Is it time to buy a new printer or copier for your business? Before making this big purchase, you'll want to know how long the machine is likely to last. Also, what should you know prior to purchase that'll help ensure your device can survive as long as possible?
Frequently, manufacturers like to say a printer should last around seven years, give or take, depending on the specific model. However—as with most things in life—it's a little more complicated than that. That's because a printer's lifespan is tightly tied to how well you care for the device itself, as well as by choosing the perfect one for your specific needs.
Ultimately, many variables contribute to the lifetime of your device. From the machine's overall quality to prioritizing proper maintenance to important security features, countless factors come into play—and most are wholly in your control.
How Is a Printer’s Lifetime Determined?
As mentioned above, all devices arrive with an estimated longevity. Often, manufacturers will suggest around a seven-year lifetime (more on that in a bit). Within the industry, however, a lifetime estimate is actually determined by the number of clicks per month a machine is capable of—a click meaning how many single pages are printed or copied.
Usually, the larger and more robust your device, the more clicks it can take. Just like a car, the bigger the engine under-the-hood, the stronger the machine as a whole. Therefore, a more powerful printer or copier can comfortably take more clicks than a more modest device. In contrast, forcing a modest device to carry out more jobs than it was designed for can cause excessive wear-and-tear.
Say your company chose a machine designed to handle 2,000 prints per month, but you're sending it 3,000 prints per month. In the short-term, the printer may be able to carry out those jobs. In the long-term, however, the machine's total lifespan will be significantly reduced—not to mention the additional and avoidable maintenance.
Lastly, also like a car, the more power within your machine will almost always equal a higher price tag.
It's integral to choose the perfect device for you and your organization's particular needs. For example, don't buy the Super Duty Ford F-450 pickup truck with every bell and whistle if a Honda Civic can perfectly meet your needs. But at the same time, if your company pushes your print quantities to the limit, that higher up-front price will likely pay off in the end.
To determine what your new printer’s capabilities will need to be, start tracking how much your company currently prints at a comparable machine each month. A data collecting software or managed print service representative can help you find these numbers.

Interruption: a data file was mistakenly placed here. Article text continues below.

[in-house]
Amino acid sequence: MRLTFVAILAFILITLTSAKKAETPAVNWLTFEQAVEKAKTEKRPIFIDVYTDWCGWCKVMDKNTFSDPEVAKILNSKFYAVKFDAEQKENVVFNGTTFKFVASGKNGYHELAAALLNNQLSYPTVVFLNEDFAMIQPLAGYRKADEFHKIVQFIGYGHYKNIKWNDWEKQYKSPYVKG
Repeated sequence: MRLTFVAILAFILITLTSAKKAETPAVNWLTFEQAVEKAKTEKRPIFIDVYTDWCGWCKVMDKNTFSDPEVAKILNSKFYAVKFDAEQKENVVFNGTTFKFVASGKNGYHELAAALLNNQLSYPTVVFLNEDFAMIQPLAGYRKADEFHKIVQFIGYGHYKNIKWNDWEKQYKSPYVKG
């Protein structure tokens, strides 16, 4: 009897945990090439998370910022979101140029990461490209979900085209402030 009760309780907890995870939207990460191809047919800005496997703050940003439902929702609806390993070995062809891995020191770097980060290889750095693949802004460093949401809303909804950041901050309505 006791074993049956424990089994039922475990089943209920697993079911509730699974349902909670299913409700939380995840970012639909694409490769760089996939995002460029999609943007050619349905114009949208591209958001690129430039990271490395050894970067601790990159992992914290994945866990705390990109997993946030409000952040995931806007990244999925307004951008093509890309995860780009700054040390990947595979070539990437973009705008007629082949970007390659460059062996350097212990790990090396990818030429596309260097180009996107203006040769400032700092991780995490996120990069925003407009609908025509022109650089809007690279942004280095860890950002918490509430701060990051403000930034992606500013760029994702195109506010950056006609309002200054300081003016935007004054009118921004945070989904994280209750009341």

If you don't have a data collecting software available to track these metrics, here's an extra tip—watch how many reams of paper the machine goes through each month and use that to find the number. Your accounting team can also be a great resource as they'll likely know how often paper is purchased, and in which quantities.
How Do I Make My Printer Last Longer?
For any machine to last for the long-haul, there's no such thing as setting it up once and forgetting about it. Even if you never exceed your monthly clicks, you or your managed print service team must conduct regular and preventative maintenance. An alert within your device will let you know when that support is necessary.
Also, whether it's for regular maintenance or an unexpected repair, it's always best to use parts and materials created and approved directly from the manufacturer. Within the industry, these parts are called original equipment manufacturer—or OEM—parts. Specially designed for your device, OEM parts will significantly boost your printer's longevity.
Is It Time to Get a New Printer or Copier?
Even for the most diligent teams, a printer's lifetime will eventually come to an end.
Concluding if your machine’s time has come involves more than the printer literally falling to pieces. It also goes back to that seven-year timeline which relates to more than the physical survival of the printer. It also concerns the availability of those broken—and all-important—OEM parts.
Seven years after a device has been discontinued, the manufacturers have the right to stop producing its parts. If your equipment breaks down after these parts no longer exist, then it's likely time to retire the machine.
Also, just like OEM parts, a device's security and firmware update features can be discontinued after seven years. In today's world where data protection should always be a top priority, it's critical to stay up-to-date with the latest security best practices to protect your network, your business, and your customer’s sensitive data.
In short, the lifetime of a printer really comes down to proper maintenance and choosing the perfect machine for your company.
Think it might be time to purchase a new printer or copy machine? Have questions about your current office printer environment? We'd love to help! Schedule a free, 15-minute consultation, and the imageOne team will show you the way.